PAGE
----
How Will Cannabis Affect Me?

While cannabis producers may link the use of their products to specific desired effects, such as energy, calm, sleepiness, or hunger, these claims have not been backed by substantiated scientific studies.



- Cannabis effects depend on many factors, such as your genetic makeup, frequency of use, age, sex, current mood and personality, and any existing mental health conditions.

- Customers should do their own unbiased research when shopping for and choosing cannabis products.


How will I know how it will affect me?

Humans and cannabis plants share similar chemical compounds called cannabinoids (in people, they’re known as endocannabinoids). We produce them naturally through our endocannabinoid system, which is thought to control how we feel, move and react. We also have cannabinoid receptor sites all over our bodies, which the endocannabinoids bind to. The plant’s cannabinoids — the most studied of which are tetrahydrocannabinol (THC) and cannabidiol (CBD) — also interact with these receptors and inhibit the way they function. 

Because the number of receptors and their locations vary from person to person, our reactions to THC and CBD differ as well. So even if two people consume the exact same strain of cannabis, their reactions and the effects could be very different. The effects of cannabis also depend on factors such as the consumption method and frequency of use, and your genetics, age, sex, personality, current mood and existing mental health conditions.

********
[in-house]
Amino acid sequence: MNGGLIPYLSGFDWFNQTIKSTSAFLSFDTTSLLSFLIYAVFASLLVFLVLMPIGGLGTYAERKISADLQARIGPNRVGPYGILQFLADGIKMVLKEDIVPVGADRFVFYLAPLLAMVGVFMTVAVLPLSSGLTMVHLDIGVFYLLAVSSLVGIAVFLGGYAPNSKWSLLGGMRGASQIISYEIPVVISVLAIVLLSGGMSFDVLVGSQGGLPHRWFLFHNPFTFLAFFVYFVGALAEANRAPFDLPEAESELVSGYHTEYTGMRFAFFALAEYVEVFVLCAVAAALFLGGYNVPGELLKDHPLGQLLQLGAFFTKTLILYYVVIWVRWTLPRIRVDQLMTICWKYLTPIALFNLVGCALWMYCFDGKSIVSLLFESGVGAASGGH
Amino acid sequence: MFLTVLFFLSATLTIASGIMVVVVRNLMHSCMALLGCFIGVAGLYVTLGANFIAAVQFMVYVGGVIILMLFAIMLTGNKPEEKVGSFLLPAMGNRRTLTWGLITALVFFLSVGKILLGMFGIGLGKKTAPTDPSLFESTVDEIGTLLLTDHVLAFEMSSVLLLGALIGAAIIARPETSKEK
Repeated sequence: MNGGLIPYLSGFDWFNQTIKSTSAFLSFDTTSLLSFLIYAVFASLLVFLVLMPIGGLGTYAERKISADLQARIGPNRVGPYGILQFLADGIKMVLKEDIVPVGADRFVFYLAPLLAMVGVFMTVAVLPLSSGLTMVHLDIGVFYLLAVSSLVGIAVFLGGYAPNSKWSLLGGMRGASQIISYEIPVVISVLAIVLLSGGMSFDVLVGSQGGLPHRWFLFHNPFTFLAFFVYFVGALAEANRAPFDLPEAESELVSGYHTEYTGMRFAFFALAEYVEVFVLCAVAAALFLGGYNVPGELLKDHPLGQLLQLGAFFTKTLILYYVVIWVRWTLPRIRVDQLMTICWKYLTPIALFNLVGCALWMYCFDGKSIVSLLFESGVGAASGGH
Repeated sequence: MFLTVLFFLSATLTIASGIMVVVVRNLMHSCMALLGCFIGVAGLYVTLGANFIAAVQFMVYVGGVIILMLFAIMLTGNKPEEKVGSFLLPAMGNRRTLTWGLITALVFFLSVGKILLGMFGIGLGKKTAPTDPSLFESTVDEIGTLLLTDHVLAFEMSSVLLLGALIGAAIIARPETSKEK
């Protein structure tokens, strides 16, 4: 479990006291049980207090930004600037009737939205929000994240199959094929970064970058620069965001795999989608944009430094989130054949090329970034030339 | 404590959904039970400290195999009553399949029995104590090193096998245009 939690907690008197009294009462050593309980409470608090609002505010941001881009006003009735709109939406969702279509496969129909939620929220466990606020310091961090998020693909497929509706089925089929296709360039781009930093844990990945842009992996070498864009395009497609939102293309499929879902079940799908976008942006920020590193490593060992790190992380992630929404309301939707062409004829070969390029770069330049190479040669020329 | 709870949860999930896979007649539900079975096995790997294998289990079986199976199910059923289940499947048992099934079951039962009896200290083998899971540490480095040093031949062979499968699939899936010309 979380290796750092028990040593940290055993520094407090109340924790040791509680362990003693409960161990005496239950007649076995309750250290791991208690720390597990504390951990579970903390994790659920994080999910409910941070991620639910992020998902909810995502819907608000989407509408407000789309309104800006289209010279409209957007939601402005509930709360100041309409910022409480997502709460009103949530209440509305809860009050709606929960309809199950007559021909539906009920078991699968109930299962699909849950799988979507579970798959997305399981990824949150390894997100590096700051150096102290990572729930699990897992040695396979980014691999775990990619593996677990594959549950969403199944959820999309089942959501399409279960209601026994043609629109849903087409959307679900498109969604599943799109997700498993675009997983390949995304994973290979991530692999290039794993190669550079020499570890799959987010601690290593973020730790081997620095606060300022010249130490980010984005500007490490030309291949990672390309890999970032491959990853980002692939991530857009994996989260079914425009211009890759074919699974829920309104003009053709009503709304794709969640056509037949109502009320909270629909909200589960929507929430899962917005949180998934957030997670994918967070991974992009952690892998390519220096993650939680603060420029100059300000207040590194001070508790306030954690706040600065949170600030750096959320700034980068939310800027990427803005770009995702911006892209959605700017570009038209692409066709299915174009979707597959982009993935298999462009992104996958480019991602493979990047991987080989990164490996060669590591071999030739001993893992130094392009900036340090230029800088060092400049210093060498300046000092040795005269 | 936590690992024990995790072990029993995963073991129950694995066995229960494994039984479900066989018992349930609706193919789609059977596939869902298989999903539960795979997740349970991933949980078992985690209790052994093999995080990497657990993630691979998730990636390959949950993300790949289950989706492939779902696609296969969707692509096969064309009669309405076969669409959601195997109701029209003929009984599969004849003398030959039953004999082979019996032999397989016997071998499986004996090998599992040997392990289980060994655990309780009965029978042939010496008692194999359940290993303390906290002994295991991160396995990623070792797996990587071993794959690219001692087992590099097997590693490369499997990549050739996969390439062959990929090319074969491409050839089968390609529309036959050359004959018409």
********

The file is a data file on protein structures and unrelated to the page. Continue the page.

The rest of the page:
What does the research say?

Although consumers have reported that cannabis may have health benefits and effects, pleasant or not, the small amount of research conducted to date does not adequately back up these mostly anecdotal claims.

Besides THC and CBD, there are hundreds of compounds present in cannabis. However, to date, researchers have been unable to do adequate research into how it works and its effects on the body.


So where do I find unbiased information?

While many Licensed Producers give intended or reported effects for their products, this information is often crowd-sourced from the consumers who have used them. The effects have generally not been scientifically gathered or tested.

To find the most accurate information, you must go the source directly. If you want to find studies and their results, you need to consult a credible publishing journal and ensure the paper itself is peer reviewed. This means that it has passed through the eyes of other professionals in the field who have deemed the journal as a credible source.

Ultimately, the best way to know how cannabis will affect you is through personal experience. Begin with a product that is lower in THC and CBD potency, and use a small amount to see how it affects you.

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